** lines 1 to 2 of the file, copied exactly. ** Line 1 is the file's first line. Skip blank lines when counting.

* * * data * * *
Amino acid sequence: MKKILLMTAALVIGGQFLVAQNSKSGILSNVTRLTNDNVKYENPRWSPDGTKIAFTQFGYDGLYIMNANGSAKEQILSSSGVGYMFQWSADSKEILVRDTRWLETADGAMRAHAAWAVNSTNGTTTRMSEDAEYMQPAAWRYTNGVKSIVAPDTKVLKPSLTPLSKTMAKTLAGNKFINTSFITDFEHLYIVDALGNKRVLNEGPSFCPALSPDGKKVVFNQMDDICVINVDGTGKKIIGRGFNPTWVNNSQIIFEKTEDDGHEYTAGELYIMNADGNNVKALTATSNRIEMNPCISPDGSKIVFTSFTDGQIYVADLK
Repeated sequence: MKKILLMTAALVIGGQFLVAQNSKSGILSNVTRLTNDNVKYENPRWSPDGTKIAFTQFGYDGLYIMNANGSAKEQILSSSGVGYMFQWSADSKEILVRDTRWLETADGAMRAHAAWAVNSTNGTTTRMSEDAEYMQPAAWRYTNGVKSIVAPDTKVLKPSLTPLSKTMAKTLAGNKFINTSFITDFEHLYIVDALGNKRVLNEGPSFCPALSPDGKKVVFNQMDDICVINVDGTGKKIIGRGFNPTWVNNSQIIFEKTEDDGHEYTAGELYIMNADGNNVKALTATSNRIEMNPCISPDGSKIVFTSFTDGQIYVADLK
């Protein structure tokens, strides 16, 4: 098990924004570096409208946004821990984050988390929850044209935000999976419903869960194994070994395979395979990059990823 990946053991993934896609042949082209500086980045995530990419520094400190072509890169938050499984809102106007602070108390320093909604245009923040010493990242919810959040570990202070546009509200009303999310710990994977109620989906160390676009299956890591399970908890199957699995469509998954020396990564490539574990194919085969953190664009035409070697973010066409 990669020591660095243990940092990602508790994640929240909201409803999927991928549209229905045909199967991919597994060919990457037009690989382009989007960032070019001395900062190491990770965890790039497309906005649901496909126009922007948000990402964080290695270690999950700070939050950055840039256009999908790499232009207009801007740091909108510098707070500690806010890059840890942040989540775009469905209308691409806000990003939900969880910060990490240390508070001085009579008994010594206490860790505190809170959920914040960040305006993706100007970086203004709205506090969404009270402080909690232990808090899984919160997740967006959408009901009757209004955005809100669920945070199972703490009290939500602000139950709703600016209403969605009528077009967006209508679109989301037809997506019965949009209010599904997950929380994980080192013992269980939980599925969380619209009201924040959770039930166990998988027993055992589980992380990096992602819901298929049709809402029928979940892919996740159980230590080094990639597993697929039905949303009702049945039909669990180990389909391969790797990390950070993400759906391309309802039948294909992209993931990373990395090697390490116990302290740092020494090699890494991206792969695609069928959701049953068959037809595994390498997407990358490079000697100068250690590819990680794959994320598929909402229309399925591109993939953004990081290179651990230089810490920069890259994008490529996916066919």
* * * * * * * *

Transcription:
Amino acid sequence: MKKILLMTAALVIGGQFLVAQNSKSGILSNVTRLTNDNVKYENPRWSPDGTKIAFTQFGYDGLYIMNANGSAKEQILSSSGVGYMFQWSADSKEILVRDTRWLETADGAMRAHAAWAVNSTNGTTTRMSEDAEYMQPAAWRYTNGVKSIVAPDTKVLKPSLTPLSKTMAKTLAGNKFINTSFITDFEHLYIVDALGNKRVLNEGPSFCPALSPDGKKVVFNQMDDICVINVDGTGKKIIGRGFNPTWVNNSQIIFEKTEDDGHEYTAGELYIMNADGNNVKALTATSNRIEMNPCISPDGSKIVFTSFTDGQIYVADLK
Repeated sequence: MKKILLMTAALVIGGQFLVAQNSKSGILSNVTRLTNDNVKYENPRWSPDGTKIAFTQFGYDGLYIMNANGSAKEQILSSSGVGYMFQWSADSKEILVRDTRWLETADGAMRAHAAWAVNSTNGTTTRMSEDAEYMQPAAWRYTNGVKSIVAPDTKVLKPSLTPLSKTMAKTLAGNKFINTSFITDFEHLYIVDALGNKRVLNEGPSFCPALSPDGKKVVFNQMDDICVINVDGTGKKIIGRGFNPTWVNNSQIIFEKTEDDGHEYTAGELYIMNADGNNVKALTATSNRIEMNPCISPDGSKIVFTSFTDGQIYVADLK